This is an archived article and the information in the article may be outdated. Please look at the time stamp on the story to see when it was last updated.
A Stockton man is sending out a message of hope about the fear surrounding the Ebola virus.
“In Sierra Leone, in my mom’s village Daru, they already had a quarantine there a long time ago. I mean it’s really disheartening to say the least,” John Terawali said.
Terawali was born and raised in Sierra Leone, where many of his relatives still live.
“They really try to keep things going, despite what they hear and see,” Terawali said.
In order to keep things going during the current Ebola outbreak in West Africa, Terawali’s relatives have relied on him for shipments of essential supplies. Their reality is not out of the ordinary. Many West African families depend on relatives from overseas to send money and help back home.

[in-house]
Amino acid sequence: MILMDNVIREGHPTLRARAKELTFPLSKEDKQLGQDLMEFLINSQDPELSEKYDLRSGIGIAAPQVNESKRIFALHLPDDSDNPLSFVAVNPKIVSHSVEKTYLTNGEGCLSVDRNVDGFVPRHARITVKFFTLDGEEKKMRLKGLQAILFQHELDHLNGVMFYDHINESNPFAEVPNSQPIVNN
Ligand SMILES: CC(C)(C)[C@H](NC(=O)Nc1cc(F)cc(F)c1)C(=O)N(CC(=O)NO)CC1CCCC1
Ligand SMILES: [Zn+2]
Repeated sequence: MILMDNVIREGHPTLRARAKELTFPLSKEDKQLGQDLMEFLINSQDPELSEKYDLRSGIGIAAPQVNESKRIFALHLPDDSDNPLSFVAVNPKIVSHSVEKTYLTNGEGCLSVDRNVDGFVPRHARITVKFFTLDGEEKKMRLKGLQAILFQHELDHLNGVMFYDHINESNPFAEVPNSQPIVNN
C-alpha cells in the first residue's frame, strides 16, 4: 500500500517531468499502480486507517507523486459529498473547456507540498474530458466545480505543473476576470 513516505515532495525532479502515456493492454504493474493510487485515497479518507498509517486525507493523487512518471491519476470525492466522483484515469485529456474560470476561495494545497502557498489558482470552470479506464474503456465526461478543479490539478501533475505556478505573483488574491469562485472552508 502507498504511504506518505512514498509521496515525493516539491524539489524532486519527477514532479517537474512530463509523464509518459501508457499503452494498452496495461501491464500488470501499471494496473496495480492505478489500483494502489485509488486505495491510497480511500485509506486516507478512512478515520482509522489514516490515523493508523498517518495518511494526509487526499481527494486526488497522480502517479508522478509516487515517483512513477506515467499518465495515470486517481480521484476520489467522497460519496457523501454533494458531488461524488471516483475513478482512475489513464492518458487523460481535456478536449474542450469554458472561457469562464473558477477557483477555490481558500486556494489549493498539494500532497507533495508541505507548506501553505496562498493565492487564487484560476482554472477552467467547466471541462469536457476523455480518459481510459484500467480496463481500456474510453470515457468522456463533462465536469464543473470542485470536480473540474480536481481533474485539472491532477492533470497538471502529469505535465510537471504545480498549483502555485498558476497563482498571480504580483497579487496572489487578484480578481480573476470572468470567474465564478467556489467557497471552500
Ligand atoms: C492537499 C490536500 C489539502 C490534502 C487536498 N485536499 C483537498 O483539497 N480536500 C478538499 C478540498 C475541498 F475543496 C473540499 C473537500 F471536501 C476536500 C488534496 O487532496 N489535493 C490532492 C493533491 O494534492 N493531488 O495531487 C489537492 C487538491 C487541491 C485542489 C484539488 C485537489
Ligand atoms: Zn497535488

Terawali told FOX40 many companies will not ship goods to his mother’s village because of the Ebola outbreak. He says this will force many families to go out into the streets in search of food. Terawali’s family has asked him to stay in Stockton as a precaution. He typically visits Sierra Leone every year.
“Plus the stigma of coming back because the issue is gonna be ‘does he have it?'” Terawali said.
About 7,000 miles separate Terawali from his family. He may be disheartened that he can’t do anything to help them, but he has found strength in his voice.
“I wanted people to listen and go…there’s hope,” Terawali said.
That is why he wrote a reggae song about the Ebola epidemic, called “In my Nation.”
“If you noticed, it’s mostly parents dying. The next issue is gonna be orphans,” he told FOX40.
That is a reality Terawali does not like to imagine, having emigrated from Sierra Leone to raise his own 2 daughters in Stockton.
“This is our little family here,” Terawali said.
Terawali’s family back home would like to hear a different discussion in the media, one about the issues underlying the Ebola outbreak.
“The worst killer is the poverty. If we weren’t so poor, we’d probably have a better medical system,” said Terawali.